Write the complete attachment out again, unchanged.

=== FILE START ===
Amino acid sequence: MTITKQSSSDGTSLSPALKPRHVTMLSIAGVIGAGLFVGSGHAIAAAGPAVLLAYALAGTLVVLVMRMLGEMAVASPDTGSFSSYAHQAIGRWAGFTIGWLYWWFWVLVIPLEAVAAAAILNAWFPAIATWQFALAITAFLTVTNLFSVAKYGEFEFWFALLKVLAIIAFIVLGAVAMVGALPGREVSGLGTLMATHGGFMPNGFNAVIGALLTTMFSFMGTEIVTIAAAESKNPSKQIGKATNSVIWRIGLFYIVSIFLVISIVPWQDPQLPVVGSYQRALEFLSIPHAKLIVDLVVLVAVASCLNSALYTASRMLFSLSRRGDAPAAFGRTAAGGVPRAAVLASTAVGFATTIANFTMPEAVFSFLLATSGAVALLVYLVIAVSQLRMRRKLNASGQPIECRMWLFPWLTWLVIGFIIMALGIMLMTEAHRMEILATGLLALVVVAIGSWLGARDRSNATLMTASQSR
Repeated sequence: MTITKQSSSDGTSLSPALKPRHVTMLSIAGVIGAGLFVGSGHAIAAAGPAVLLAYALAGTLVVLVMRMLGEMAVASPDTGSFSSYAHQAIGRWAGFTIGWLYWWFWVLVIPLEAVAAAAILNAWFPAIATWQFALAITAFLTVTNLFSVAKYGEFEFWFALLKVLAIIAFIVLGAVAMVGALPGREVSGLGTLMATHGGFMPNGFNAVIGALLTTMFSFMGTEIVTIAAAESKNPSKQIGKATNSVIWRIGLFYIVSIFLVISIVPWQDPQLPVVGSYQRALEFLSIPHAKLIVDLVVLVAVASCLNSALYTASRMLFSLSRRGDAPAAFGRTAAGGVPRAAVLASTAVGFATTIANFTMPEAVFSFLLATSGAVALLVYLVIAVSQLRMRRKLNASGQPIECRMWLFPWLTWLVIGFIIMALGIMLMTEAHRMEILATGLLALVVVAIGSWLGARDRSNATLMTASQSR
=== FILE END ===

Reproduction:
Amino acid sequence: MTITKQSSSDGTSLSPALKPRHVTMLSIAGVIGAGLFVGSGHAIAAAGPAVLLAYALAGTLVVLVMRMLGEMAVASPDTGSFSSYAHQAIGRWAGFTIGWLYWWFWVLVIPLEAVAAAAILNAWFPAIATWQFALAITAFLTVTNLFSVAKYGEFEFWFALLKVLAIIAFIVLGAVAMVGALPGREVSGLGTLMATHGGFMPNGFNAVIGALLTTMFSFMGTEIVTIAAAESKNPSKQIGKATNSVIWRIGLFYIVSIFLVISIVPWQDPQLPVVGSYQRALEFLSIPHAKLIVDLVVLVAVASCLNSALYTASRMLFSLSRRGDAPAAFGRTAAGGVPRAAVLASTAVGFATTIANFTMPEAVFSFLLATSGAVALLVYLVIAVSQLRMRRKLNASGQPIECRMWLFPWLTWLVIGFIIMALGIMLMTEAHRMEILATGLLALVVVAIGSWLGARDRSNATLMTASQSR
Repeated sequence: MTITKQSSSDGTSLSPALKPRHVTMLSIAGVIGAGLFVGSGHAIAAAGPAVLLAYALAGTLVVLVMRMLGEMAVASPDTGSFSSYAHQAIGRWAGFTIGWLYWWFWVLVIPLEAVAAAAILNAWFPAIATWQFALAITAFLTVTNLFSVAKYGEFEFWFALLKVLAIIAFIVLGAVAMVGALPGREVSGLGTLMATHGGFMPNGFNAVIGALLTTMFSFMGTEIVTIAAAESKNPSKQIGKATNSVIWRIGLFYIVSIFLVISIVPWQDPQLPVVGSYQRALEFLSIPHAKLIVDLVVLVAVASCLNSALYTASRMLFSLSRRGDAPAAFGRTAAGGVPRAAVLASTAVGFATTIANFTMPEAVFSFLLATSGAVALLVYLVIAVSQLRMRRKLNASGQPIECRMWLFPWLTWLVIGFIIMALGIMLMTEAHRMEILATGLLALVVVAIGSWLGARDRSNATLMTASQSR